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Wang Duanyong share experience in fieldwork research in Africae


05 May 2019 | By Zheng Yinqing; Zou Xiang; Pan Qi | copyedited by Deng Boyin

  • Lectures on Overseas Fieldwork

  • Lectures on Overseas Fieldwork

  • Lectures on Overseas Fieldwork

O

n April 18, 2019, Wang Duanyong, associate researcher of the School of International Relations and Public Affairs and director of China Overseas Interests Research Center, delievered a lecture entitled “Overseas Fieldwork—Four Cases in Africa”. About 40 faculty members attended the lecture either on-site or online through SISU live broadcast. The lecture was the first of a series lectures on scientific research methods co-organized by the Faculty Development Center of the Office of Human Resources and the Office of Faculty Affairs.

Eight years of friendship in 200 slides

Since 2011, Wang frequently visted Africa, having been to Congo (Kinshasa), Kenya, Nigeria, Angola, Djibouti, etc. The first-hand experience has led to his accumulation of an abundance of materials for his academic research, allowing him to provide guidance for the protection of the Chinese government’s interests and Chinese enterprises’ investment in Africa and for risk assessment for Chinese citizens living in those countries. The nearly 200 slides Wang prepared for the lecture offered a glimpse into the invaluable work he has done over the years.

Indepth insight through four case studies

Wang started the lecture by first explaining the concept of “fieldwork”. He then explored the fundamental questions of conducting fieldwork research—what to study, how to study, how to interpret the data and how to deepen the study—by demonstrating his case studies in African countries, including Congo (Kinshasa), Kenya and Egypt. Wang emphasized that the fieldwork itself only accounted for a small portion of the entire research project, and that 90-95% of the research was done in fact from an office, which included extensive reading of existing literature. He also pointed out that the fundamental difference between fieldwork and regular field trips is that the objective of the former goes beyond data collection; instead, it was aimed at finding the hidden logic behind phenomena and the patterns in individual cases, through a series of activities, from preliminary preparation to hypothesis proposing, and from case finding to hypothesis confirmation.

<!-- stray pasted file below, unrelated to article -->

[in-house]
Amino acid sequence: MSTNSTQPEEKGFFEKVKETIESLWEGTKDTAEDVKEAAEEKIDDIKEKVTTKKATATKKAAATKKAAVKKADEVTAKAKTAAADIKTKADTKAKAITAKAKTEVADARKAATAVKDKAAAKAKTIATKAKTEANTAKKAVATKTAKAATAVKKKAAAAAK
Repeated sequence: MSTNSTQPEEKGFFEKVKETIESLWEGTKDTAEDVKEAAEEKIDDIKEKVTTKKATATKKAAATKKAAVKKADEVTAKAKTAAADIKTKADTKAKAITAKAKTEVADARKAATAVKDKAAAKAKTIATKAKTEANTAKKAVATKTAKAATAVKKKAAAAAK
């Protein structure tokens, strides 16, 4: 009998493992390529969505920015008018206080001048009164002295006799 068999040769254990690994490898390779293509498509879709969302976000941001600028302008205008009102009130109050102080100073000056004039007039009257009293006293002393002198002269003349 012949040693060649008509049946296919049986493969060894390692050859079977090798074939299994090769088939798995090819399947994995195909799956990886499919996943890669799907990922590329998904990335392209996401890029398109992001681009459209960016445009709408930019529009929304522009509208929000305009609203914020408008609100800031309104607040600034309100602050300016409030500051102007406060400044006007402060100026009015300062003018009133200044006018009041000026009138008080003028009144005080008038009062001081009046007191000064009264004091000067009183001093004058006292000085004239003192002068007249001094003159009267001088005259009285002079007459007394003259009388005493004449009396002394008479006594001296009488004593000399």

Trust is of utmost priority

Wang highlighted a few pricinples in conducting fieldwork research: The researcher should be trustworthy, fully inform the research subjects, understand and sympathize with their difficulties, sufficiently evaluate the potential risks of the research to the subjects, respect the subjects and ask the subjects for permission before recording, etc. He also warned researchers against bias and invalid data collection, stressing on the importance of trust-building.

At the end of the lecture, Wang exchanged opinions with the attendees through a heated discussion on issues such as the academic transfer of fieldwork results and the resolution of misunderstandings with subjects. The Information Technology Center provided cross-campus live broadcasting service for the lecture.

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Press Contact

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Tel : +86 (21) 3537 2378

Email : news@shisu.edu.cn

Address :550 Dalian Road (W), Shanghai 200083, China

Further Reading